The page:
The performances are quite good all around, with special mention going to the three leads naturally. Karine Vanasse’s career has skyrocketed in the last 8 or 9 years and once again she makes a strong case for why she should be considered one of the province’s best leading ladies. Her character’s arc resonates the strongest out of the three who take center stage, as she has to go through some personal and minor sexism on the morning of the massacre, then witnesses a massacre which is bathed in sexism of the most brutish kind, and finally, in a few scenes occurring some years in the future, symbolically asserts her womanhood. The range of emotions she is propelled through is vast and Vanasse is up to the task on every single occasion. Maxime Gaudette’s task is the most unglamorous, interpreting a troubled young man who won’t be earning many viewer’s sympathy. In his eyes is a hint of more than mere frustration, but also sadness. Of course his actions are unforgivable, but there are a few moments, albeit brief, when the emotions conveyed through his gazes make the viewer believe that, as delusional as he may unfortunately be, the killer is truly a broken man, even if his reasons for feeling that way are ludicrous. The fact that Gaudette succeeds in showing a minimal amount of honesty and realism within this character is worth of some praise. Finally, Sébastien Huberdeau’s performance as a young adult haunted by what he saw that day and one decision in particular that he made just as the killing spree began is believable and at times very touching.  

With a raw and controversial story (most of which basically tells itself since this did actually happen), some beautiful cinematography and a highly talented trio of leading actors, what could possibly hold the film back from reaching those glorious cinematic heights that one might expect a film of this nature to soar at? In simple terms, Denis Villeneuve tries to put too much into his movie, which results in a series of parts which, in this reviewer’s opinion, are more solid than they are when combined together to make a film. The framing of the plot is split into three time frames. One concentrates on the central characters on the day of the massacre before it begins, another naturally explores their situations as the event unfolds, while a third reveals how the Karine Vanasse and Sébastien Huberdeau characters live on some time after. Here is where the question of personal taste comes into play, but were I a filmmaker who desired to explore the École Polytechnique massacre, I would have either created a 2 or 3 part miniseries or a 2 ½ to 3 hour film. This is taking into consideration that I want to study three characters, that is, a young woman who is to survive, a young man who is to survive and the killer himself. To top it off I want to explore who the survivors are both before and after the massacre. In my humble opinion, that requires more than the 77 minutes of running time we get here. I sincerely believe the strategy in having a three part storyline to be a useful one, one that can adequately pay respect to those who were not only made to suffer physically and psychologically on that very day, but for years to come. I don’t think enough time is allotted to the before and after segments. The individual parts we get are fascinating, well acted and well directed, but together feel as though we aren’t getting very much of any, or at least not enough to let the themes breath. Polytechnique is an artistically well made film and at times emotionally affecting, but I wasn’t floored because I never felt I was given enough.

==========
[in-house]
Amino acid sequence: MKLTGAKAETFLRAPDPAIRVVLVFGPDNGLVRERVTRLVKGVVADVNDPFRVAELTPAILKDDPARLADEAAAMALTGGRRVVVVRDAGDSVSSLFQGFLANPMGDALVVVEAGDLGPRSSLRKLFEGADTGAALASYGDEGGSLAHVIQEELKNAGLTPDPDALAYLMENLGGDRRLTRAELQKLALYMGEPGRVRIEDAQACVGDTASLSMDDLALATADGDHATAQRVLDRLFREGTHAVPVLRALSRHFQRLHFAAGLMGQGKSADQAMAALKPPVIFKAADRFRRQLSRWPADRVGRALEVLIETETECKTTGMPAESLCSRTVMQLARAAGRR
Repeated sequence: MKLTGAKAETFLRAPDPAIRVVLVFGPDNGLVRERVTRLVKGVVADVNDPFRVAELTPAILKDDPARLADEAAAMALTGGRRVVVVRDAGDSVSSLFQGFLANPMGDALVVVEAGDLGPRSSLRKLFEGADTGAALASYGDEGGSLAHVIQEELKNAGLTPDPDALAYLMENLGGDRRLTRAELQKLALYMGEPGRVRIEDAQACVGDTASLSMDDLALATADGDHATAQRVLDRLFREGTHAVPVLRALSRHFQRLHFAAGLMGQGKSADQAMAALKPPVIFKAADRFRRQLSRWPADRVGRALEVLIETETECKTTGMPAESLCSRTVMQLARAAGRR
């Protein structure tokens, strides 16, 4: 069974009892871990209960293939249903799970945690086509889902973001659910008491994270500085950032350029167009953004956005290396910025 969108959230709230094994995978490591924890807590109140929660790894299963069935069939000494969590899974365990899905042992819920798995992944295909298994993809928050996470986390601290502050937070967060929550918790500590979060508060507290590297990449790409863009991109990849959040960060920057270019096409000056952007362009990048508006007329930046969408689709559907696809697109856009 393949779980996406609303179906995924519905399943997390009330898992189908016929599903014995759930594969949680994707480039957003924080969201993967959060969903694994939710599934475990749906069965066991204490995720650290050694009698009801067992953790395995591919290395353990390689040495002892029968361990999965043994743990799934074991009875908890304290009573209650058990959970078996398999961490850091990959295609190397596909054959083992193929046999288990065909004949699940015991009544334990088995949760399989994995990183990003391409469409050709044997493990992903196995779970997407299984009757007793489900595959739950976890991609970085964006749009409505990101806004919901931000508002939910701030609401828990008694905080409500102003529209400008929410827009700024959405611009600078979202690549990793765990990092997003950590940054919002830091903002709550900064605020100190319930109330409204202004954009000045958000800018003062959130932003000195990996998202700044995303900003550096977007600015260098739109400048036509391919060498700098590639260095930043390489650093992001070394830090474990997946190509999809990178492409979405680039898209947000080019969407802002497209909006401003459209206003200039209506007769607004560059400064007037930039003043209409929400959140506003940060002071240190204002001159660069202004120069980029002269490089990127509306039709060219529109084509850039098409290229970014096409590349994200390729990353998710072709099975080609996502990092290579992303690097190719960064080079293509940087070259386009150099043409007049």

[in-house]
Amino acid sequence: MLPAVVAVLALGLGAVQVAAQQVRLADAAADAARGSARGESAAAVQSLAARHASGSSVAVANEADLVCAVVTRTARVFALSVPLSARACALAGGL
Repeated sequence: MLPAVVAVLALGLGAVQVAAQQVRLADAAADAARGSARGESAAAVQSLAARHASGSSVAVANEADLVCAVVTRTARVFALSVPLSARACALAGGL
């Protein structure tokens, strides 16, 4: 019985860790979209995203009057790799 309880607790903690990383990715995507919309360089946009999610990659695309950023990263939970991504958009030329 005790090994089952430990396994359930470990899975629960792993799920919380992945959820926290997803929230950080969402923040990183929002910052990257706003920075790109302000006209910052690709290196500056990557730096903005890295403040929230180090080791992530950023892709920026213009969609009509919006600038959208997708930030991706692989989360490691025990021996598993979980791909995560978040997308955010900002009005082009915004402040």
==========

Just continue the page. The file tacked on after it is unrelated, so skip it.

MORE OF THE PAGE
The film earned both the admiration of scorn of movie goers and critics upon its theatrical release in the winter of 2009. Some said it was a bold project in how it tackled a subject which resonates in the most powerful and complicated ways in Québec society two decades onwards. Others were nervous and angry about a major film which used such a tragedy as the launching point for scenes of explicit violence. I think that the more artistically inclined among us movie lovers, which I assume means most of the people who visit this site regularly, will fall in the former category and appreciate the ambition of the project. Even though I wish the film had served some more, I too admired the effort.

*One last little note: In an all too generous effort to gain a wider audience than the film will probably ever have, Polytechnique was shot twice. No, that was not a typo. The film was shot twice. On the Blu-ray released by Mca (Universal), the viewer has the option of watching the film in French or in English, the second version not being dubbed, but completely acted by everyone involved, only they are talking in English instead of French. How's that for bilingualism in Canada!


Movie Guy said...

This is a great post you have here...I'm definitely a follower of your blog.

Please stop by my site and follow my movie reviews as well...thanks!


CS said...

I was blown away by this film. It even made my top ten list of last year. Found it far more engaging than Elephant and other films that have dealt with this subject matter

edgarchaput said...

@Movie Guy: Thank you very much. I paid a quick visit to your own site and thought it to be pretty good. Sometimes all one needs to a brief review as opposed to some of the marathons that I put my readers through sometimes.

@CS:'Polytechnique' definitely has its share of staunch supporters. I think I can see why people love it so much despite the shortcomings I experienced with it. I did love 'Elephant' though, which I think I'd place higher than 'Polytechnique.'